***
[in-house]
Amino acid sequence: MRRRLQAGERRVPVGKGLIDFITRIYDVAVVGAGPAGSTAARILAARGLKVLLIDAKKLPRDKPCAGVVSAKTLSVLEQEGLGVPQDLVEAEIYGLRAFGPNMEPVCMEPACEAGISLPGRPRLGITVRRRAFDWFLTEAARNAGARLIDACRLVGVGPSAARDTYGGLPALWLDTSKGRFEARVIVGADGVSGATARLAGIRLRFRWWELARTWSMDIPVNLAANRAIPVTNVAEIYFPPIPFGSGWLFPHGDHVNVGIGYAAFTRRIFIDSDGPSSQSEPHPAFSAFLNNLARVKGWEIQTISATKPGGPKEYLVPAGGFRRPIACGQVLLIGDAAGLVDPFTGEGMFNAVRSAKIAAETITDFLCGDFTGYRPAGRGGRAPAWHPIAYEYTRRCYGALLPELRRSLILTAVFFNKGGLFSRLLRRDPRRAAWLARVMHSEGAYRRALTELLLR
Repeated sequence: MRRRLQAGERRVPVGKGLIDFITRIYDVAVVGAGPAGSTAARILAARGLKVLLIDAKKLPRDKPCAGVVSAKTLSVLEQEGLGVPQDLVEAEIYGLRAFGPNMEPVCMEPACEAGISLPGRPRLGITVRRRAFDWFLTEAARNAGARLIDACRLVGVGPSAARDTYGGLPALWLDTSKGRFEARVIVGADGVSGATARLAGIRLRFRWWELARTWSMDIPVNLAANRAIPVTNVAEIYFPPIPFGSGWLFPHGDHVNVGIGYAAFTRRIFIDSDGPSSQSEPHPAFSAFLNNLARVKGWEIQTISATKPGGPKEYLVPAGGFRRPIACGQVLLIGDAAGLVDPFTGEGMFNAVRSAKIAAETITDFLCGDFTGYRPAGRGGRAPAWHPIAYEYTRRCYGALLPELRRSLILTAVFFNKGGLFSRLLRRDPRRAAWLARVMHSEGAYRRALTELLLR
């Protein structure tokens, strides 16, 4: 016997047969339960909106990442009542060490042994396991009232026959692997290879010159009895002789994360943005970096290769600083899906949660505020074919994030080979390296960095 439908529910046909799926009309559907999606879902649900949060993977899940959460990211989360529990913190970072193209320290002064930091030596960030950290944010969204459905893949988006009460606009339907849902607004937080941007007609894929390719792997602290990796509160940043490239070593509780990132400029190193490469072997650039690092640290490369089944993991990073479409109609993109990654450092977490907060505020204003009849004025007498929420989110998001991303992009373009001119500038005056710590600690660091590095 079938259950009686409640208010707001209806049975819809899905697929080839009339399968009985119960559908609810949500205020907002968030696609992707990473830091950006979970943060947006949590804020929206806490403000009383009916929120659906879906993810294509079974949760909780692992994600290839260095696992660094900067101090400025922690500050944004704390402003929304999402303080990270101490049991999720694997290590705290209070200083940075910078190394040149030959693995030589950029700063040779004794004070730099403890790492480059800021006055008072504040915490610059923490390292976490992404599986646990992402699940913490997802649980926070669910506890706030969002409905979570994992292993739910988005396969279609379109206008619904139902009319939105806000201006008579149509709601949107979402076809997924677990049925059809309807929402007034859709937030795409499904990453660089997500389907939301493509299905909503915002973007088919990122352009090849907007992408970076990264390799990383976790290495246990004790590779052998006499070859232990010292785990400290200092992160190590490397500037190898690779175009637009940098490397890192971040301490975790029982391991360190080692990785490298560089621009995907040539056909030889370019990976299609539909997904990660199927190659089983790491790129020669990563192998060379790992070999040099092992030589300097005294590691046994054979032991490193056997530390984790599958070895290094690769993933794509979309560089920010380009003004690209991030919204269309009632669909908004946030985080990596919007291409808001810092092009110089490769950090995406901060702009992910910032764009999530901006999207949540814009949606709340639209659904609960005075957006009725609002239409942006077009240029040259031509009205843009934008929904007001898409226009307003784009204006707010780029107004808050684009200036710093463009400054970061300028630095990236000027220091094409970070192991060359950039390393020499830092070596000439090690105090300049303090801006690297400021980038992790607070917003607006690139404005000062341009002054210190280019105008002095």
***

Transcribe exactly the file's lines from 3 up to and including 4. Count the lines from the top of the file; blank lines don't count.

Repeated sequence: MRRRLQAGERRVPVGKGLIDFITRIYDVAVVGAGPAGSTAARILAARGLKVLLIDAKKLPRDKPCAGVVSAKTLSVLEQEGLGVPQDLVEAEIYGLRAFGPNMEPVCMEPACEAGISLPGRPRLGITVRRRAFDWFLTEAARNAGARLIDACRLVGVGPSAARDTYGGLPALWLDTSKGRFEARVIVGADGVSGATARLAGIRLRFRWWELARTWSMDIPVNLAANRAIPVTNVAEIYFPPIPFGSGWLFPHGDHVNVGIGYAAFTRRIFIDSDGPSSQSEPHPAFSAFLNNLARVKGWEIQTISATKPGGPKEYLVPAGGFRRPIACGQVLLIGDAAGLVDPFTGEGMFNAVRSAKIAAETITDFLCGDFTGYRPAGRGGRAPAWHPIAYEYTRRCYGALLPELRRSLILTAVFFNKGGLFSRLLRRDPRRAAWLARVMHSEGAYRRALTELLLR
């Protein structure tokens, strides 16, 4: 016997047969339960909106990442009542060490042994396991009232026959692997290879010159009895002789994360943005970096290769600083899906949660505020074919994030080979390296960095 439908529910046909799926009309559907999606879902649900949060993977899940959460990211989360529990913190970072193209320290002064930091030596960030950290944010969204459905893949988006009460606009339907849902607004937080941007007609894929390719792997602290990796509160940043490239070593509780990132400029190193490469072997650039690092640290490369089944993991990073479409109609993109990654450092977490907060505020204003009849004025007498929420989110998001991303992009373009001119500038005056710590600690660091590095 079938259950009686409640208010707001209806049975819809899905697929080839009339399968009985119960559908609810949500205020907002968030696609992707990473830091950006979970943060947006949590804020929206806490403000009383009916929120659906879906993810294509079974949760909780692992994600290839260095696992660094900067101090400025922690500050944004704390402003929304999402303080990270101490049991999720694997290590705290209070200083940075910078190394040149030959693995030589950029700063040779004794004070730099403890790492480059800021006055008072504040915490610059923490390292976490992404599986646990992402699940913490997802649980926070669910506890706030969002409905979570994992292993739910988005396969279609379109206008619904139902009319939105806000201006008579149509709601949107979402076809997924677990049925059809309807929402007034859709937030795409499904990453660089997500389907939301493509299905909503915002973007088919990122352009090849907007992408970076990264390799990383976790290495246990004790590779052998006499070859232990010292785990400290200092992160190590490397500037190898690779175009637009940098490397890192971040301490975790029982391991360190080692990785490298560089621009995907040539056909030889370019990976299609539909997904990660199927190659089983790491790129020669990563192998060379790992070999040099092992030589300097005294590691046994054979032991490193056997530390984790599958070895290094690769993933794509979309560089920010380009003004690209991030919204269309009632669909908004946030985080990596919007291409808001810092092009110089490769950090995406901060702009992910910032764009999530901006999207949540814009949606709340639209659904609960005075957006009725609002239409942006077009240029040259031509009205843009934008929904007001898409226009307003784009204006707010780029107004808050684009200036710093463009400054970061300028630095990236000027220091094409970070192991060359950039390393020499830092070596000439090690105090300049303090801006690297400021980038992790607070917003607006690139404005000062341009002054210190280019105008002095």